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May 16, 2017


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Steve Lubet

Great post, Bernie. You have really clarified the considerations.

But let me add one more, which was mostly the subject of my earlier posts. No matter what former judges may (or choose to) call themselves, how should the media refer to them?

In Napolitano's case, for example, there is no rule or restriction that prevents him from calling himself "Judge" on Fox News, but that does not require other platforms to use the honorific, and I think they should not. That is the policy of the New York Times, the Associate Press, and other media, and I think it is a good one. Louis Freeh's press release called him "Judge Freeh," but he was Mr. Freeh in the New York Times.

(Aside: Bernie writes: "[W]asn't Judge Freeh non-partisan in conducting his independent investigation of the Penn State administration's handling of Jerry Sandusky?" Well, the Sandusky family, Graham Spanier, Eric Barron, and other officials did not think he was non-partisan, although calling him "Judge" certainly created that appearance, which is precisely why I think it was wrong.)

Bernie Burk

Steve, Thanks for the kind words and characteristically insightful observations. You're absolutely right that I focused entirely on what legal institutions could or should do about the issue, when you were very appropriately concerned in your posts about nonlegal institutions as well. And I agree that, in addressing this kind of issue, nonlegal institutions that help frame public discourse, specifically the press, are terrifically important. It's a good reminder to avoid the tunnel vision on the law that lawyers and law professors can be prone to.

On your aside, however, I'm not sure I agree. Let's assume for sake of argument that Penn State genuinely wanted an objective investigation into how things went so terribly wrong with Jerry Sandusky, that that's what they hired Louis Freeh to do, and that that's what he actually did. In this particular instance, those are at least plausible propositions. In any independent investigation worth undertaking, some people are going to end up being considered more responsible than others for whatever bad event or outcome occasioned the investigation in the first place. That doesn't mean that the investigation wasn't objective or that the report apportioning responsibility is "partisan." Our system favors factfinding by adversary presentation with a neutral in the middle, but that's not the only way civilized societies investigate and determine wrongs. (See, e.g., most of Europe.) And the folks that end up getting blamed often claim the investigation was unfair to them or driven by a hidden agenda. Sometimes it was, and sometimes it wasn't.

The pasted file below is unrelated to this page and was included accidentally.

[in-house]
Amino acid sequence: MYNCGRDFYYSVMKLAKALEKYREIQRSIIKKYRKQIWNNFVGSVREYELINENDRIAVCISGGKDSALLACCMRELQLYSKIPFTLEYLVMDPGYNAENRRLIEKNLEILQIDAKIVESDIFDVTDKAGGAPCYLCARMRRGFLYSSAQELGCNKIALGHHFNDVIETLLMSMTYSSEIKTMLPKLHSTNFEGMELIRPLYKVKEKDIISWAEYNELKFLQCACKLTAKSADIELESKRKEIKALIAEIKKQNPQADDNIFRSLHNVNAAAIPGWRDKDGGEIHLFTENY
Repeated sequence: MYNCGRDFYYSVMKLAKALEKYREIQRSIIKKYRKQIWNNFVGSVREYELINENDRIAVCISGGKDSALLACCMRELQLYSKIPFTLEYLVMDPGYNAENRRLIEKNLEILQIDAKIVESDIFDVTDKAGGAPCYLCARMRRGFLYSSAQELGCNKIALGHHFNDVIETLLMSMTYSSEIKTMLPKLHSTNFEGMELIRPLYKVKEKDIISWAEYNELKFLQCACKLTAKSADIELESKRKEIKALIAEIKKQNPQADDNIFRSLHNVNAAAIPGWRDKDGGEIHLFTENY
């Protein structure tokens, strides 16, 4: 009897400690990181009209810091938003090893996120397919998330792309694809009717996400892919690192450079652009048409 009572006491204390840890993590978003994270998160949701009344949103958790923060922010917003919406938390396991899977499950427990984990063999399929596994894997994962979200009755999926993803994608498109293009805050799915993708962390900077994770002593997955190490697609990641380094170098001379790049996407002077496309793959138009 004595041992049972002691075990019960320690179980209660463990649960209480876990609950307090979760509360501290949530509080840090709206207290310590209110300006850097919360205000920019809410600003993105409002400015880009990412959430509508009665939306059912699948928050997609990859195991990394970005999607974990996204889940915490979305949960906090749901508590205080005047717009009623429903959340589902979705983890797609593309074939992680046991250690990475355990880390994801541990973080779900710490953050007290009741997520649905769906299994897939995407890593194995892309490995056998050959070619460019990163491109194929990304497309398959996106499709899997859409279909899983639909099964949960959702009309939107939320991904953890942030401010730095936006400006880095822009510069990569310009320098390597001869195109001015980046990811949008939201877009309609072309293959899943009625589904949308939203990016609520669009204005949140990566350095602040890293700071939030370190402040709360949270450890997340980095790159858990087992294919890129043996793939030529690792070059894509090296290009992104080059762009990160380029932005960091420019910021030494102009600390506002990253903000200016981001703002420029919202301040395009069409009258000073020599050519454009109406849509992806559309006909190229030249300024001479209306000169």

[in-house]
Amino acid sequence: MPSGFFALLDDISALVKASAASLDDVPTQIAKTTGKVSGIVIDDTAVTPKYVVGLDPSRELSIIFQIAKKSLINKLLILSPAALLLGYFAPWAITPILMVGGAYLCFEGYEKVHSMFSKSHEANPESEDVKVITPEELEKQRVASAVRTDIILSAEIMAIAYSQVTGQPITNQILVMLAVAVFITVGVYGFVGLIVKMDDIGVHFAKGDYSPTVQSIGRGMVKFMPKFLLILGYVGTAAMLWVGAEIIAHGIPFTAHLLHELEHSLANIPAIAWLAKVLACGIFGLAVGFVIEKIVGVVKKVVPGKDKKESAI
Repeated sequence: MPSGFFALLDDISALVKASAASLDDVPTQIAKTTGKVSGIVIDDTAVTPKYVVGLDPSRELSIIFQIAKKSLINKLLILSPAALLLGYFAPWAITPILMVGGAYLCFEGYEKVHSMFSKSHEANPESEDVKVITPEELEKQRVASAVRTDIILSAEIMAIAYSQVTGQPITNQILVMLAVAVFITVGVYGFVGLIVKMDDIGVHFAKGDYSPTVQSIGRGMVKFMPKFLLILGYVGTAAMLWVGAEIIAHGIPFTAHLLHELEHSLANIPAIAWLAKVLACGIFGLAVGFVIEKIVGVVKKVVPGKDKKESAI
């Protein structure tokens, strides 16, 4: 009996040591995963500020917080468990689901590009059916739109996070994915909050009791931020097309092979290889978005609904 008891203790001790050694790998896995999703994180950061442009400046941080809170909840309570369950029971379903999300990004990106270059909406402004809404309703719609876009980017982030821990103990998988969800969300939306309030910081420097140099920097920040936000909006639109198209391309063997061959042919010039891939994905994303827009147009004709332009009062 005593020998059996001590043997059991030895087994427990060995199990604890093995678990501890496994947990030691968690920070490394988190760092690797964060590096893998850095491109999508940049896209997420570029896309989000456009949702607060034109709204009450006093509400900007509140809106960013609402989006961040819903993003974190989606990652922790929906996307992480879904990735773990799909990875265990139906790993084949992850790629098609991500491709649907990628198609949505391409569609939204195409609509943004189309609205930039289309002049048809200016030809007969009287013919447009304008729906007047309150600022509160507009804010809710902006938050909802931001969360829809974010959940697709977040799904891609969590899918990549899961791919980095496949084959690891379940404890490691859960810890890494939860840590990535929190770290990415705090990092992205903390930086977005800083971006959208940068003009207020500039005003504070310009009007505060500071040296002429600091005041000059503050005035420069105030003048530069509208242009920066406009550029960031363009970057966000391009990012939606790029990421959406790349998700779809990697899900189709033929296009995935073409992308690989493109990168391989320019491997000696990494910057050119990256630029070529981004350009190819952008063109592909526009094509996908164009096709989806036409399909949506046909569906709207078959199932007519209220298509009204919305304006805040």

I'm a little unsure about the context of the press release from Freeh that you criticized, so it may not fit the above model. If it was Freeh the investigator saying "I told you so" after Sandusky's and Spanier's criminal convictions, it strikes me as bad form and rather petty. Under those circumstances, it perhaps makes Freeh LOOK partisan after the fact. But at bottom, one way of looking at the statement (if I've correctly described its context) is as the independent investigator noting that another independent
inquiry reached the same conclusion. Freeh's investigation remained as objective and neutral as it ever was.


Steve Lubet

The Freeh press release was issued following Spanier's conviction, and long after the conclusion of the investigation. Spanier had criticized Freeh, so there was definitely an "I told you so" cast to it. Freeh also called for the firing of Pres. Barron (Spanier's successor), which was a straightforward instance of advocacy.

The main question regarding Freeh, I think, is whether the investigation constituted the practice of law. I think it did, in the same way that law firms often conduct internal investigations for corporations and other institutions. In any case, an investigator can be "objective" in the sense that he or she has not preferred outcome, but still be operating on behalf of an institutional client as opposed to the individuals under investigation, and thus not objective when it comes to the interests being served.

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